Definitions for cable, capacity of
The Standard Electrical Dictionary
Cable, Capacity of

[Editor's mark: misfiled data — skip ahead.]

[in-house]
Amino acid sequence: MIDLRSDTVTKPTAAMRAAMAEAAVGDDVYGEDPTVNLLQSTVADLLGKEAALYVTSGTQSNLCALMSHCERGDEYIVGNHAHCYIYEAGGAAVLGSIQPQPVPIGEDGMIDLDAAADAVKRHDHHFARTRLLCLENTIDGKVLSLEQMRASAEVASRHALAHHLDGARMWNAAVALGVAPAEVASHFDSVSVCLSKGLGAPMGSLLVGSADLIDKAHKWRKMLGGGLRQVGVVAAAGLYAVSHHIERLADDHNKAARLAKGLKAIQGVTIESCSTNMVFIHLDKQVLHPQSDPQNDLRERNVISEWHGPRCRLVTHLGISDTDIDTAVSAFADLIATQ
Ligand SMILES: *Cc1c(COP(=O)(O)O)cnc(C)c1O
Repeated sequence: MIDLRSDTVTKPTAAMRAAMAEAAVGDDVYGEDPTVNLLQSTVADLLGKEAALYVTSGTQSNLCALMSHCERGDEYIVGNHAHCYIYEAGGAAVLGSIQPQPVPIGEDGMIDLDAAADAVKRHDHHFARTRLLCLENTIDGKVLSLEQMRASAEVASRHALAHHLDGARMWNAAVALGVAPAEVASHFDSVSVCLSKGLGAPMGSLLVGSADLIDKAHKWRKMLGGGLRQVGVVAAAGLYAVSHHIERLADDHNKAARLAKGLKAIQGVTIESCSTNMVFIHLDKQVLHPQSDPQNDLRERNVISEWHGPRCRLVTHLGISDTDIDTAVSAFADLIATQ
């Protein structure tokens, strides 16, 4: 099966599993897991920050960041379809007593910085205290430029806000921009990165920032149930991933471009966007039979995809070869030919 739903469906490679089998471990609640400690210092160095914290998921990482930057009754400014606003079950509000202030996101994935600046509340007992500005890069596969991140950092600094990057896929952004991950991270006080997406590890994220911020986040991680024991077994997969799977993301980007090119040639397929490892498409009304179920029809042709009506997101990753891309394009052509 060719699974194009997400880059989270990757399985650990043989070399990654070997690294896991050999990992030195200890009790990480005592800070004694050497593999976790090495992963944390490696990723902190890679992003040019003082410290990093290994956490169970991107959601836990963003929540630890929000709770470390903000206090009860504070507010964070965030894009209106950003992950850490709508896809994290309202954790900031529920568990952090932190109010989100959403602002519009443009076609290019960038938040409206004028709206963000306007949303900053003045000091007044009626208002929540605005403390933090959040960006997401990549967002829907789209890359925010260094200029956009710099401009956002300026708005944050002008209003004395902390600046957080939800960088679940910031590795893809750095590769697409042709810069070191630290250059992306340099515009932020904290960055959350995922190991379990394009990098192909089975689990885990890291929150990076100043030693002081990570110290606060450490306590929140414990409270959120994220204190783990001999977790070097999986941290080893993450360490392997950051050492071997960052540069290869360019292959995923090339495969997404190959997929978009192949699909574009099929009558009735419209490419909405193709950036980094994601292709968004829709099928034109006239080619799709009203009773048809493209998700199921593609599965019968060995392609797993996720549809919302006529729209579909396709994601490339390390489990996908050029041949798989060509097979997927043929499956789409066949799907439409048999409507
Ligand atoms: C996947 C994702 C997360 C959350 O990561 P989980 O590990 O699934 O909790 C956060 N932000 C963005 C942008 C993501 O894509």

The electrostatic capacity of a cable. A cable represents a Leyden jar or static condenser. The outer sheathing or armor, or even the more or less moist coating, if it is unarmored, represents one coating. The wire conductors represent the other coating, and the insulator is the dielectric. The capacity of a cable interferes with its efficiency as a conductor of broken or interrupted currents, such as are used in telegraphy or telephoning. As each impulse or momentary current is sent into the line, it has to charge the cable to at least a certain extent before the effects of the current are perceptible at the other end. Then the cable has to discharge itself. All this creates a drag or retardation. The capacity of a cable is used to determine the locality of breaks in the continuity of the conductors. The capacity per unit of length being accurately known, it is obvious that, if the conductor breaks without disturbance of the insulator, the distance of the break from the end can be ascertained by determining the capacity of the cable from one end. This capacity will be in proportion to the capacity of a mile, a knot or any fixed unit, as the distance to the break is to the length used as standard.
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